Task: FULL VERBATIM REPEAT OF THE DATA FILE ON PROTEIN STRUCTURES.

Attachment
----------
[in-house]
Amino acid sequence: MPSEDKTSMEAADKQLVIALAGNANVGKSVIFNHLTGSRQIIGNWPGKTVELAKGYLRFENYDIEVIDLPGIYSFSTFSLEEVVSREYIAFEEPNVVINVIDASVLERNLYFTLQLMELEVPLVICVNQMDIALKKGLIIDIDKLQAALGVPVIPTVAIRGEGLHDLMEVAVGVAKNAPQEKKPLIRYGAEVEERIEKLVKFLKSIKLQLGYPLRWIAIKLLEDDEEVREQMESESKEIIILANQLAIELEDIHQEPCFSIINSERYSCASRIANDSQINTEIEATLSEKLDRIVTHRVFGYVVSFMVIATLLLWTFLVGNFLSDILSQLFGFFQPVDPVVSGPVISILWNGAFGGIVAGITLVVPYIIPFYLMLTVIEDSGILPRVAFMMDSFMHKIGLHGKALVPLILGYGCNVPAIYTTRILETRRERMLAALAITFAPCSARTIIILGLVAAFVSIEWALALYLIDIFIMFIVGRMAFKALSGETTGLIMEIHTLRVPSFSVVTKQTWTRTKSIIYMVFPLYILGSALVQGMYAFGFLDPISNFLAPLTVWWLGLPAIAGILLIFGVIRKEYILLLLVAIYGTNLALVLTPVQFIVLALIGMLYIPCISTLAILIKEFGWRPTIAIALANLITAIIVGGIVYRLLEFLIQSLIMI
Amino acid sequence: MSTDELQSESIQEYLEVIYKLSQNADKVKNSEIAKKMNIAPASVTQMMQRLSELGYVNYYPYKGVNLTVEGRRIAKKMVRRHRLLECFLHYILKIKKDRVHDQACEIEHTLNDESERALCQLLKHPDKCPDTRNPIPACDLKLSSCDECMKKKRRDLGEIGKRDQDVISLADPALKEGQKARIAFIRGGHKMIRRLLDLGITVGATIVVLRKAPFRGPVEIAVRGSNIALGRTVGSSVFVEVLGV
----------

[in-house]
Amino acid sequence: MPSEDKTSMEAADKQLVIALAGNANVGKSVIFNHLTGSRQIIGNWPGKTVELAKGYLRFENYDIEVIDLPGIYSFSTFSLEEVVSREYIAFEEPNVVINVIDASVLERNLYFTLQLMELEVPLVICVNQMDIALKKGLIIDIDKLQAALGVPVIPTVAIRGEGLHDLMEVAVGVAKNAPQEKKPLIRYGAEVEERIEKLVKFLKSIKLQLGYPLRWIAIKLLEDDEEVREQMESESKEIIILANQLAIELEDIHQEPCFSIINSERYSCASRIANDSQINTEIEATLSEKLDRIVTHRVFGYVVSFMVIATLLLWTFLVGNFLSDILSQLFGFFQPVDPVVSGPVISILWNGAFGGIVAGITLVVPYIIPFYLMLTVIEDSGILPRVAFMMDSFMHKIGLHGKALVPLILGYGCNVPAIYTTRILETRRERMLAALAITFAPCSARTIIILGLVAAFVSIEWALALYLIDIFIMFIVGRMAFKALSGETTGLIMEIHTLRVPSFSVVTKQTWTRTKSIIYMVFPLYILGSALVQGMYAFGFLDPISNFLAPLTVWWLGLPAIAGILLIFGVIRKEYILLLLVAIYGTNLALVLTPVQFIVLALIGMLYIPCISTLAILIKEFGWRPTIAIALANLITAIIVGGIVYRLLEFLIQSLIMI
Amino acid sequence: MSTDELQSESIQEYLEVIYKLSQNADKVKNSEIAKKMNIAPASVTQMMQRLSELGYVNYYPYKGVNLTVEGRRIAKKMVRRHRLLECFLHYILKIKKDRVHDQACEIEHTLNDESERALCQLLKHPDKCPDTRNPIPACDLKLSSCDECMKKKRRDLGEIGKRDQDVISLADPALKEGQKARIAFIRGGHKMIRRLLDLGITVGATIVVLRKAPFRGPVEIAVRGSNIALGRTVGSSVFVEVLGV